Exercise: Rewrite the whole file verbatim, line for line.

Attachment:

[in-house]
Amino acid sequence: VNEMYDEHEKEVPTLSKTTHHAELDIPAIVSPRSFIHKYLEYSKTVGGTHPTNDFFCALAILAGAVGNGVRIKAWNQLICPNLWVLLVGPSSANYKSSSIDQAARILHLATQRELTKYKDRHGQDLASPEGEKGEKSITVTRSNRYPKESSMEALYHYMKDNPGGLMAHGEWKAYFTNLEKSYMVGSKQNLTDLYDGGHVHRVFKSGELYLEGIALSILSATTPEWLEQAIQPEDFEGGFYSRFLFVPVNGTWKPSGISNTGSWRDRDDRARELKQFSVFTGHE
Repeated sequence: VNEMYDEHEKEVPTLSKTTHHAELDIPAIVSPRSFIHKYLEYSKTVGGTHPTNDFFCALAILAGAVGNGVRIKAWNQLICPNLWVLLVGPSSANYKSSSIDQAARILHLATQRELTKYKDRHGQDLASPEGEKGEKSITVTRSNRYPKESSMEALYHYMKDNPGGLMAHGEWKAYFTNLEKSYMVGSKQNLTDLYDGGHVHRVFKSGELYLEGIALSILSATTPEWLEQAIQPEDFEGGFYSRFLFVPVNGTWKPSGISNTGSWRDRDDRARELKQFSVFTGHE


[in-house]
Amino acid sequence: VNEMYDEHEKEVPTLSKTTHHAELDIPAIVSPRSFIHKYLEYSKTVGGTHPTNDFFCALAILAGAVGNGVRIKAWNQLICPNLWVLLVGPSSANYKSSSIDQAARILHLATQRELTKYKDRHGQDLASPEGEKGEKSITVTRSNRYPKESSMEALYHYMKDNPGGLMAHGEWKAYFTNLEKSYMVGSKQNLTDLYDGGHVHRVFKSGELYLEGIALSILSATTPEWLEQAIQPEDFEGGFYSRFLFVPVNGTWKPSGISNTGSWRDRDDRARELKQFSVFTGHE
Repeated sequence: VNEMYDEHEKEVPTLSKTTHHAELDIPAIVSPRSFIHKYLEYSKTVGGTHPTNDFFCALAILAGAVGNGVRIKAWNQLICPNLWVLLVGPSSANYKSSSIDQAARILHLATQRELTKYKDRHGQDLASPEGEKGEKSITVTRSNRYPKESSMEALYHYMKDNPGGLMAHGEWKAYFTNLEKSYMVGSKQNLTDLYDGGHVHRVFKSGELYLEGIALSILSATTPEWLEQAIQPEDFEGGFYSRFLFVPVNGTWKPSGISNTGSWRDRDDRARELKQFSVFTGHE